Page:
According to ThinkProgress on Thursday, there’s a new trend showing up in some more Republican state legislatures: allowing college student groups the ability to refuse membership for any reason. Or, as TP puts it:
The Texas House has approved a bill that would allow student organizations at any of the state’s public universities to willfully violate nondiscrimination policies and refuse membership to whomever they choose. According to the amendment from Rep. Matt Krause (R), student organizations deny membership to students according to the following criteria:
(1) who demonstrates opposition to the organization’s stated beliefs and purposes; or
(2) whose membership in the organization: (A)would affect in a significant way the organization’s ability to advocate public or private viewpoints; or (B) is designed for the subversive intent of undermining the organization’s ability to assemble for its stated purposes.
The bolded section (emphasis theirs) is the important stuff, and where discrimination comes in: all a group would have to do to remove a student is to say that they don’t represent the right “viewpoints.” In a perfect world, this would only serve to hurt serious troublemakers, but as ThinkProgress points out, in execution “this would allow discrimination based on any characteristic, including even race.” Yet, TP indicates that Krause may be motivated by an anti-gay agenda, given his history of legislation. Indeed, any anti-gay religious group could easily make a case that LGBTQ members compromise their mission, and there you have it – the policy ends up being about discrimination.
The strangest thing about this situation may be that Texas is not alone. Tennessee considered legislation a few months ago that “would prohibit state universities from requiring campus religious groups to not discriminate.” And Virginia actually passed legislation with the following language:
To the extent allowed by state and federal law:
1. A religious or political student organization may determine that ordering the organization’s internal affairs, selecting the organization’s leaders and members, defining the organization’s doctrines, and resolving the organization’s disputes are in furtherance of the organization’s religious or political mission and that only persons committed to that mission should conduct such activities; and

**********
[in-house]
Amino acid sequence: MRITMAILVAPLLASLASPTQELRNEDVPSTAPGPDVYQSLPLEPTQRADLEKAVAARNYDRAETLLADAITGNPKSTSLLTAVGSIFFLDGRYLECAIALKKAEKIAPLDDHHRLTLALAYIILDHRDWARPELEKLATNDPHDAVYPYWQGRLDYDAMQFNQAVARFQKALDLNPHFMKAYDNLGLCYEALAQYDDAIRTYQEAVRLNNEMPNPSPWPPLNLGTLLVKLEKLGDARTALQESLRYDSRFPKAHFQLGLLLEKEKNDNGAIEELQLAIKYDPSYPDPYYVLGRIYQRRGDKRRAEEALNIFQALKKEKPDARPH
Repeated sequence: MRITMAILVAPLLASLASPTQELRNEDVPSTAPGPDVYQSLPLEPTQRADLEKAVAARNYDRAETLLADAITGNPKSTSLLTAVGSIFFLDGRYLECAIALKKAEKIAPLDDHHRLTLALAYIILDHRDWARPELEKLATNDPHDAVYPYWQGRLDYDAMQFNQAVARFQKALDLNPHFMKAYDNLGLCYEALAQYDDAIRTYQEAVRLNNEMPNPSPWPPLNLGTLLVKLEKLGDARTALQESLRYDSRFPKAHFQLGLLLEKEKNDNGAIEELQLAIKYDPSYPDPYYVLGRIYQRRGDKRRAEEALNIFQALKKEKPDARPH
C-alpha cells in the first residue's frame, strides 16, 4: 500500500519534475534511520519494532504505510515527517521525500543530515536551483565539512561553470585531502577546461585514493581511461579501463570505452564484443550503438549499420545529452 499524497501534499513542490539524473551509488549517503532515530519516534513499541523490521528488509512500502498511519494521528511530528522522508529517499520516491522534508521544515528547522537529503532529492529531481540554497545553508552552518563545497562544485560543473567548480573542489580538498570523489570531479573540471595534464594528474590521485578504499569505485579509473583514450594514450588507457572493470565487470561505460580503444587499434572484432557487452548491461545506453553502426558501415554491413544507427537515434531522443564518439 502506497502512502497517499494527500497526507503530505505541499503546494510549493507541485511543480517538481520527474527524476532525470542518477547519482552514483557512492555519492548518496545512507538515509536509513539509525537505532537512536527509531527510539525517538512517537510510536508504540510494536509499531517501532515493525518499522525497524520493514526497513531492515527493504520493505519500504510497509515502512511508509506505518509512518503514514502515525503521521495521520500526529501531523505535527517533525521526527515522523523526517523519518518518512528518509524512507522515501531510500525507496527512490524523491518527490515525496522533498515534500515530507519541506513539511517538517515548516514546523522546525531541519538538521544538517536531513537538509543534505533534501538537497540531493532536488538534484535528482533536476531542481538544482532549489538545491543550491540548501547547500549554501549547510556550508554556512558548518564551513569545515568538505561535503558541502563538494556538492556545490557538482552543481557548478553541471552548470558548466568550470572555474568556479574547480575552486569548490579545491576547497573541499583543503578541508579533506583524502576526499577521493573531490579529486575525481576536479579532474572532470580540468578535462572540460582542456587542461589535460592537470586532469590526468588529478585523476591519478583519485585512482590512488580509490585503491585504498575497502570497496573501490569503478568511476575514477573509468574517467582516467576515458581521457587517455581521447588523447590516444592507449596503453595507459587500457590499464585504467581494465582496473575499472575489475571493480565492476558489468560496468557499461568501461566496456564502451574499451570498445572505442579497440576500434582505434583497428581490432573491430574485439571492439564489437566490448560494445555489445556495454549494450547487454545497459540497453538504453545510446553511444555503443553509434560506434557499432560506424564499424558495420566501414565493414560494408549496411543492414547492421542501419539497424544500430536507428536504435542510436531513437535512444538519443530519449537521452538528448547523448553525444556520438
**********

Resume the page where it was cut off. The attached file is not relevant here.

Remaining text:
2. No public institution of higher education that has granted recognition of and access to any student organization or group shall discriminate against any such student organization or group that exercises its rights pursuant to subdivision 1.
The fact that this seems to be taking off in so many different areas suggests a few things. One is that there seems to be a real fear of LGBTQ students encroaching on “their” spaces. That fear is obviously silly – why would a queer student waste time “spying” on some Christian group that doesn’t want them? This is college, not third grade – but in a broader sense, LGBTQ people have been making inroads in various previously closed-off areas of American society, like the institution of marriage or the military. To a conservative who sees homophobia as “traditional values,” that can seem like encroachment on their “traditions” or “way of life.” That twisted “logic” is ultimately just a demonstration of how prejudice can warp one’s reasoning, but it does explain why this tactic is so popular for people with these prejudices.
The other explanation is a more pragmatic one: this is a round-about way to achieve the deeper conservative goal of LGBTQ exclusion, basically making it as hard as possible to be LGBTQ anywhere, presented in the most palatable way possible. If they can just make it about “religious freedom” and about “conscience,” they can get more people on board. Even a lot of people who are for LGBTQ equality might be okay with letting an anti-gay Christian student group be anti-gay, so long as they keep it to themselves.
But there’s the rub: by nature, they are not “keeping it to themselves.” Not when it comes to colleges. The real problem here comes from the fact that these universities are required to continue funding these groups, which essentially means that the students excluded from them are funding their own discrimination with their tuition fees. Even if literally all the university is giving them is a room to sit in, or a quad to protest on, maintaining those buildings still comes out of students’ tuition. This is why the ACLU, far from seeing the matter as one of religious freedom for anti-gay students, has taken sides against these kinds of bills.
If the university if public, they’re also using taxpayer money. This is why public K-12 schools generally aren’t allowed to do much more for religious student groups than give them access to the same bulletin boards as other groups and let a faculty member babysit (but not take any active part in the club). But the very nature of colleges compared to high schools makes that difficult at the former. Either way, though, taxpayers should not have their money used to further discrimination.
And ultimately, no matter how much some anti-gays may tell themselves that this is just about individuals, not about pushing their ideas on everyone, it does promote a special kind of inequality when you find that you are being forced to be complicit in it, simply by paying tuition fees It says a lot about the status of the LGBTQ community that we are once again expected to just put up with it and fork over our money in the name of someone else’s – but clearly not our own – “religious freedom.”